My fun cup runneth over during summer when five of these six modes of transportation are abundantly available. (Skiing, your time will come again.) These pursuits encourage me to appreciate the good health I must not take for granted; the public lands in need of stewarding through which I move; the companionship of friends and family; the unexpected encounters with anyone called outside no matter age or experience, whether we're going the same way or in opposite directions.

And it occurs to me I've left off another essential mode of transport: reading. In its way, it moves me too, during summer and all year long. It stretches my mental and emotional faculties; it reveals literate lands in need of their own stewarding; it introduces me to countless others, real and imagined, like me and not.

Tuesday, July 4, 2017

Two unique people I met this week

a.k.a. Writing short to keep a slicing streak going

Johnny, who replaced my windshield. He's been working on auto glass for 38 years and takes exceptional, laudable pride in his work, no matter the project before him.

Bill, who is in the midst of running a marathon in every United States National Park. He just tallied the last one he needs in the Lower 48 at Black Canyon of the Gunnison. Click here for his story.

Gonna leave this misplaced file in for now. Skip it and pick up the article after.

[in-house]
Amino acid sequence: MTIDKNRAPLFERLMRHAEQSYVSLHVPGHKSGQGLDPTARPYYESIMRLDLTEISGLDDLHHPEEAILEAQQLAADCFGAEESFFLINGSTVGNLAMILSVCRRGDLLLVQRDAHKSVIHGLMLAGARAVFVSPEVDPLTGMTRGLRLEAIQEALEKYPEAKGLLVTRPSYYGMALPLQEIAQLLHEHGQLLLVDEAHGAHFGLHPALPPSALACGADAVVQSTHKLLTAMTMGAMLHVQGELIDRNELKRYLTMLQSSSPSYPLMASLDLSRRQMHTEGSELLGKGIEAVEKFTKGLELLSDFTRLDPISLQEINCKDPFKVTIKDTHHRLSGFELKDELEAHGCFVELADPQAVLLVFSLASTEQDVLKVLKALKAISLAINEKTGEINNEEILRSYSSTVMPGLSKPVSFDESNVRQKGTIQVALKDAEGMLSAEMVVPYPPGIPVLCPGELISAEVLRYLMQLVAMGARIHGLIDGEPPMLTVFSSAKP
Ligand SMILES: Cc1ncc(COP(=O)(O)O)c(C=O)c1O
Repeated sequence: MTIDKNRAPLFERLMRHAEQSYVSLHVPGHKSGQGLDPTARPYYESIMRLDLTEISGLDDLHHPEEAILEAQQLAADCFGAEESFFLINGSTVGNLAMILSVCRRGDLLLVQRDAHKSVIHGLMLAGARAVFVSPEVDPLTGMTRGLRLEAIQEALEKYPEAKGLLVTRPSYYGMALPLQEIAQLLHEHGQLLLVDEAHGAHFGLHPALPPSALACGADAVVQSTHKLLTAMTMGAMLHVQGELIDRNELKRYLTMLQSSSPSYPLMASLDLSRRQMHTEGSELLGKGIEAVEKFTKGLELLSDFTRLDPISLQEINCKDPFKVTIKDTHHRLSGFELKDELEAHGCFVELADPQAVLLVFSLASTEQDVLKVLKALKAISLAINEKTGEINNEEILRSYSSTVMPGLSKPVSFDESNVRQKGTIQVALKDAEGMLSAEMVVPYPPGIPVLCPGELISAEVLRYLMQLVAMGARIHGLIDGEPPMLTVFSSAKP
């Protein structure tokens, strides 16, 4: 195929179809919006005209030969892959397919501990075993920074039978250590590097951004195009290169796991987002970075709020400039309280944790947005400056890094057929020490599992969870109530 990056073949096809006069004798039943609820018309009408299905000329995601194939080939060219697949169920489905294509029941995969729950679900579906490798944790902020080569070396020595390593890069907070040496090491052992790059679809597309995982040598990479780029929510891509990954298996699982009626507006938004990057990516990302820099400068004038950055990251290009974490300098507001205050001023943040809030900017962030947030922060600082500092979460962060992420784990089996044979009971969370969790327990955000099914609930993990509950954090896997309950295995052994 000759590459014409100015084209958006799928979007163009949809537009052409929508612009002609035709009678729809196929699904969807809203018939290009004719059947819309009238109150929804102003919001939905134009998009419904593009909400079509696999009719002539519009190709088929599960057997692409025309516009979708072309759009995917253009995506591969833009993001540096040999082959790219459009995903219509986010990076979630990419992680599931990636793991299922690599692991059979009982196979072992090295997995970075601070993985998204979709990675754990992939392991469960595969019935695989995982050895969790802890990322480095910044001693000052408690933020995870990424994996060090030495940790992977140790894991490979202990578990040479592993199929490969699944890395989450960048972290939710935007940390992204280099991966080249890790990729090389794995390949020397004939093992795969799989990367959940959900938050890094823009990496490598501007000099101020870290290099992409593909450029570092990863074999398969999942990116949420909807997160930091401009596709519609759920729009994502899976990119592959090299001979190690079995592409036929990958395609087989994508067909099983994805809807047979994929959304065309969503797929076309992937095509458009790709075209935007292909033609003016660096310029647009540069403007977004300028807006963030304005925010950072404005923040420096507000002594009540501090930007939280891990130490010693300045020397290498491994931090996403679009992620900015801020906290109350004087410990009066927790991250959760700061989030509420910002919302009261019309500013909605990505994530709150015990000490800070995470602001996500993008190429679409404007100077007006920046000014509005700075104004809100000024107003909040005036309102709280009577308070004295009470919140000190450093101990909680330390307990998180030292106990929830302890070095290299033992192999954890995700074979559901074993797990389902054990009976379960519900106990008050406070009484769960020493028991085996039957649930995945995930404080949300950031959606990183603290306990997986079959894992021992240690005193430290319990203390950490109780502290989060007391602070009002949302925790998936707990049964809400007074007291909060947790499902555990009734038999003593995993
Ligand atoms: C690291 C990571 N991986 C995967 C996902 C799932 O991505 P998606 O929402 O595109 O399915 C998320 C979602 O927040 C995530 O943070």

Tuesday, June 27, 2017

DIY recipe

First, watch one or two YouTube clips. Next, mistrust video learning, so browse a few pages of home-improvement books at the library. Confirm most of what you watched online. Draw up a vague shopping list of necessary supplies. Head to the hardware store and spend at least an hour, dizzyingly considering the pros and cons of products for stripping wood finishes, the relative merits of competing stain brands, the incremental arrays of sand-paper grains, just the right brushes for the job, and so forth. Tell a parade of employees who ask if they can help you that you're doing fine. Return home, exhausted and amply equipped.

Lay down newspaper in the work areas because you're marginally responsible. Stir stripping goop a paranoid amount and brush on. Wait. Scrape off the goop along with (most of) the former finish. Discover, through trial and error, the sweet spot that achieves this purpose without gouging the wood. Wait again for surface to dry. Remove lingering bits of tenacious finish with three different flavors of sand paper. Not only does this buff out many gouges, you'll learn it also opens the wood for subsequent stain absorption. Vacuum up sandy residue. Brush on wood conditioner, which will promote even staining. Wait while conditioner dries. Brush on stain. Wait for more drying time before applying second coat.
Now the big wait: over night for stain to dry thoroughly before applying finish.
The next day at dawn, three thin layers of finish go on, requiring at least two hours of drying between each. (Incidentally, this makes a fine excuse to read, which will help you put a dent in any magazine piles lying around.)

And the payoff, from before:
To after:


That unsightly hole in the screen will be gone soon when the window is replaced to do its refurbished sill justice. That, by the way, will be a job for professionals.

Tuesday, June 20, 2017

Bubbling up